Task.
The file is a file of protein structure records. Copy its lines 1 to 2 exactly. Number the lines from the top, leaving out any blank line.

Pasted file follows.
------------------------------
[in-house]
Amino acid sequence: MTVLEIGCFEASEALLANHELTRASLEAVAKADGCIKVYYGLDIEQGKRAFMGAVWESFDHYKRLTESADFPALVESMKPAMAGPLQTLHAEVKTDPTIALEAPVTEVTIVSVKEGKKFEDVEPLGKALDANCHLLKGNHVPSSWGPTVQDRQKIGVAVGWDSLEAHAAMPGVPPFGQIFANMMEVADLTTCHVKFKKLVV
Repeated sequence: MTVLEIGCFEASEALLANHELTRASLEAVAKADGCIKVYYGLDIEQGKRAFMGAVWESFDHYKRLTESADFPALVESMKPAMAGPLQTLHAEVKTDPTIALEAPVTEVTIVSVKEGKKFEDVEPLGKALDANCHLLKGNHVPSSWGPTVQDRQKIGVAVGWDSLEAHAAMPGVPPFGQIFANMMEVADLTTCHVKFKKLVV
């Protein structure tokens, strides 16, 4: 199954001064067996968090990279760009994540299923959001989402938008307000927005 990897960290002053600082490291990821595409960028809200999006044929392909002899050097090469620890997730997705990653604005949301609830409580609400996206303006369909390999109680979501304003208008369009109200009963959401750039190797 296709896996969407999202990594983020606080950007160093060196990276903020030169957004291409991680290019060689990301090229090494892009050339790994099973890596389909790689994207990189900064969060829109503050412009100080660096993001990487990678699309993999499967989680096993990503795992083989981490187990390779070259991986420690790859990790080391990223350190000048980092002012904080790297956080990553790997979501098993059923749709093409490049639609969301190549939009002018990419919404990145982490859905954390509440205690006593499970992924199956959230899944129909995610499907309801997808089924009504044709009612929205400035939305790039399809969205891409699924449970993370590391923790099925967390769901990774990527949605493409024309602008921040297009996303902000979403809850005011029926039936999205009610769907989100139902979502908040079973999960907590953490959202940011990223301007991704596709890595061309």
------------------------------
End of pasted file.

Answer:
[in-house]
Amino acid sequence: MTVLEIGCFEASEALLANHELTRASLEAVAKADGCIKVYYGLDIEQGKRAFMGAVWESFDHYKRLTESADFPALVESMKPAMAGPLQTLHAEVKTDPTIALEAPVTEVTIVSVKEGKKFEDVEPLGKALDANCHLLKGNHVPSSWGPTVQDRQKIGVAVGWDSLEAHAAMPGVPPFGQIFANMMEVADLTTCHVKFKKLVV